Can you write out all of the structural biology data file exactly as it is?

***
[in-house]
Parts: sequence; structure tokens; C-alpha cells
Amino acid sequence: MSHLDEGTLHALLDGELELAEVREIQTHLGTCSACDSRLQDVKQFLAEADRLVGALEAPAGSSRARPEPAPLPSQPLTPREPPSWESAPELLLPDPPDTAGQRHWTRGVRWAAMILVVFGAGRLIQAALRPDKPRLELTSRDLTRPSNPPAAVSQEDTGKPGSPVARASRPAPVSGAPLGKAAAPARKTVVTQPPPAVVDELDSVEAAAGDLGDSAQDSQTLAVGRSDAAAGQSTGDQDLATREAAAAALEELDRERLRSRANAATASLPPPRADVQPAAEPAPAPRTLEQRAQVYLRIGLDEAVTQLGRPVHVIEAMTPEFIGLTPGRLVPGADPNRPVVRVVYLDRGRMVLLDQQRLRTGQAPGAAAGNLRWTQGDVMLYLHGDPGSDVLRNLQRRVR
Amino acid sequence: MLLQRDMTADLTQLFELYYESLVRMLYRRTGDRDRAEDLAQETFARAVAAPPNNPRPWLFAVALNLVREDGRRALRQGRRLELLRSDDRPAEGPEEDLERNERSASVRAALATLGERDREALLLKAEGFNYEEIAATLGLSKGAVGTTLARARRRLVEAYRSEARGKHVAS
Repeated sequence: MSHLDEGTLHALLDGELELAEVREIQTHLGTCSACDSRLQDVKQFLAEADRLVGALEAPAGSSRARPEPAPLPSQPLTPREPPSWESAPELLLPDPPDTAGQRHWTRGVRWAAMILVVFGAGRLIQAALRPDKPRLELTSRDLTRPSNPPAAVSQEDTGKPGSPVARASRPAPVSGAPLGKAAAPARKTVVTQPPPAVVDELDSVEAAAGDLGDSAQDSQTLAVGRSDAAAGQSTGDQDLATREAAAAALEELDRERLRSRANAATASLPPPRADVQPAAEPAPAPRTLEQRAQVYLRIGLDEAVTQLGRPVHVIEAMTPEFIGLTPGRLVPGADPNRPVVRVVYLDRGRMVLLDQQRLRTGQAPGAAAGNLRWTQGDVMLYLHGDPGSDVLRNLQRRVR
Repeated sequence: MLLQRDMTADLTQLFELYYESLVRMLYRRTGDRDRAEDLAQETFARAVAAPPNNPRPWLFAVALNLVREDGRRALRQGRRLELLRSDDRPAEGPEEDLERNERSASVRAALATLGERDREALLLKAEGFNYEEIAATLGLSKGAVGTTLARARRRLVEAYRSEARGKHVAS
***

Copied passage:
[in-house]
Parts: sequence; structure tokens; C-alpha cells
Amino acid sequence: MSHLDEGTLHALLDGELELAEVREIQTHLGTCSACDSRLQDVKQFLAEADRLVGALEAPAGSSRARPEPAPLPSQPLTPREPPSWESAPELLLPDPPDTAGQRHWTRGVRWAAMILVVFGAGRLIQAALRPDKPRLELTSRDLTRPSNPPAAVSQEDTGKPGSPVARASRPAPVSGAPLGKAAAPARKTVVTQPPPAVVDELDSVEAAAGDLGDSAQDSQTLAVGRSDAAAGQSTGDQDLATREAAAAALEELDRERLRSRANAATASLPPPRADVQPAAEPAPAPRTLEQRAQVYLRIGLDEAVTQLGRPVHVIEAMTPEFIGLTPGRLVPGADPNRPVVRVVYLDRGRMVLLDQQRLRTGQAPGAAAGNLRWTQGDVMLYLHGDPGSDVLRNLQRRVR
Amino acid sequence: MLLQRDMTADLTQLFELYYESLVRMLYRRTGDRDRAEDLAQETFARAVAAPPNNPRPWLFAVALNLVREDGRRALRQGRRLELLRSDDRPAEGPEEDLERNERSASVRAALATLGERDREALLLKAEGFNYEEIAATLGLSKGAVGTTLARARRRLVEAYRSEARGKHVAS
Repeated sequence: MSHLDEGTLHALLDGELELAEVREIQTHLGTCSACDSRLQDVKQFLAEADRLVGALEAPAGSSRARPEPAPLPSQPLTPREPPSWESAPELLLPDPPDTAGQRHWTRGVRWAAMILVVFGAGRLIQAALRPDKPRLELTSRDLTRPSNPPAAVSQEDTGKPGSPVARASRPAPVSGAPLGKAAAPARKTVVTQPPPAVVDELDSVEAAAGDLGDSAQDSQTLAVGRSDAAAGQSTGDQDLATREAAAAALEELDRERLRSRANAATASLPPPRADVQPAAEPAPAPRTLEQRAQVYLRIGLDEAVTQLGRPVHVIEAMTPEFIGLTPGRLVPGADPNRPVVRVVYLDRGRMVLLDQQRLRTGQAPGAAAGNLRWTQGDVMLYLHGDPGSDVLRNLQRRVR
Repeated sequence: MLLQRDMTADLTQLFELYYESLVRMLYRRTGDRDRAEDLAQETFARAVAAPPNNPRPWLFAVALNLVREDGRRALRQGRRLELLRSDDRPAEGPEEDLERNERSASVRAALATLGERDREALLLKAEGFNYEEIAATLGLSKGAVGTTLARARRRLVEAYRSEARGKHVAS